* Some games have a different ''kind'' of "Mostly Dead", meaning that the character is unconscious and unresponsive, but not actually ''dead'' yet and still capable of being revived by "normal" (i.e. magical) healing processes. For example, in some editions of D&D, there's a reserve of 10 "negative" hit points, and you don't actually ''die'' die until you hit -10 HP. Any magical healing you receive while in the -9 to 0 range takes you to 0 HP and then adds HP normally. It's also possible to use the healing skill on such a character, which doesn't actually recover any hit points but does stabilize them and keep them from getting any worse (unless they get hit again). In some editions there's a feat characters can take that allows them to remain conscious and active with negative hit points, but -10 is still dead.
* In ''TabletopGame/VampireTheMasquerade'' and ''TabletopGame/VampireTheRequiem'', being critically injured will knock a vampire into torpor, a deathlike sleep that lasts a certain amount of time based on their KarmaMeter. Sending one to FinalDeath requires special measures - throwing them into a fire or into direct sunlight is most dependable. (A stake through the heart also triggers torpor.)
* If a character is "zeroed out" in ''Swashbucklers of the 7 Skies'', he is literally "mostly dead", as a nod to the TropeNamer, and to swashbuckling fiction in general. Killing an unconscious or helpless foe is Bad Form, even among villains.
* In the FASA ''Series/DoctorWho'' roleplaying game, there is no point of death, only a slowly increasing modifier to the difficulty of bringing someone back. Eventually you just have to give up.
* ''TabletopGame/GeniusTheTransgression'': Actual resurrection of a dead body is not only a scientific sin that will ding your KarmaMeter, it's an open invitation for a MonsterFromBeyondTheVeil to make your life harder. However, when it comes to mad science, if the person died less than an hour ago, not of old age and not of head-applied ChunkySalsaRule, it doesn't ''really'' count as dead, and you can bring them back with neither of those problems.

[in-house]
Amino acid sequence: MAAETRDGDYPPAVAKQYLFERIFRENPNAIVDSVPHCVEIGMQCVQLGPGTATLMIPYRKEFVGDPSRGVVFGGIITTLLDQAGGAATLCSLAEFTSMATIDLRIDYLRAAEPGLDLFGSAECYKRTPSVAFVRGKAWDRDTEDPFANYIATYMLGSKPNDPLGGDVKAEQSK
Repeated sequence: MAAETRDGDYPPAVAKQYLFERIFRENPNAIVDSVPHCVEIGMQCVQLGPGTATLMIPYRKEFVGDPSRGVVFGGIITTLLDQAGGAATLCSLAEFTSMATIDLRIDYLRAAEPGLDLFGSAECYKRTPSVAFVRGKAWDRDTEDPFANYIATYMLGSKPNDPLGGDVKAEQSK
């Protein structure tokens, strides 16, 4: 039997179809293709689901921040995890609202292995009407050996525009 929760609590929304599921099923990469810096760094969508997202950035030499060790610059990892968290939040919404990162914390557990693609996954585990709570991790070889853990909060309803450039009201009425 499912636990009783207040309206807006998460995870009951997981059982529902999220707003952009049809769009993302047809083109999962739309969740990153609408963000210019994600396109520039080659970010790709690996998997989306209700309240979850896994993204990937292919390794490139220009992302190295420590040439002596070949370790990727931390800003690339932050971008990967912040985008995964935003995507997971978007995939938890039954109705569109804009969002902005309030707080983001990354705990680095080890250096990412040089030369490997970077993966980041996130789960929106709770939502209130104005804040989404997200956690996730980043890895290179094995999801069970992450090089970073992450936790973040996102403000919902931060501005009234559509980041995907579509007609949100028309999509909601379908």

[[folder:Video Games]]
* The classic game ''VideoGame/{{Wizardry}}'' had 3 levels of dead. They are:
** "Dead", which could possibly be cured with a simple "Raise Dead" spell.
** "Ashes", which was the result of a botched resurrection. This person could still be brought back for more gold, but if ''that'' failed...
** "Gone", where nothing other than hacking the game will bring them back. At the time, there weren't that many hackers, however, if one sent their character disk to the game developers; they would bring them back and send the character disk back. Provided they be allowed to use the previously wiped out party as [[HeroAntagonist enemies]] in ''[[VillainProtagonist Wizardry IV]]''.
* ''{{Pikmin}}'' has multiple endings. The Bad End happens if you don't manage to collect at least the 25 necessary ship parts within 30 days; [[spoiler:Olimar, unable to take off with his spaceship, dies (offscreen) from oxygen poisoning, but his corpse is brought to an Onion by the Pikmin, thus reviving their "leader" as one of their own kind, turning the situation into slightly creepy DisneyDeath.]]
* In ''VideoGame/FinalFantasyTactics'', any defeated characters would fall over with a turn-counter above their heads. If a Raise-spell or a Phoenix Down is adminstered to them before the timer runs out, they return to life - they are Only Mostly Dead - but if the timer runs all the way out, they are KilledOffForReal. If this happens to any plot-important characters, it's Game Over. Interestingly enough, the same rules apply to all enemies... while Undead types may actually come back to life on their own after the timer runs out, unless a special spell is used to permanently destroy them.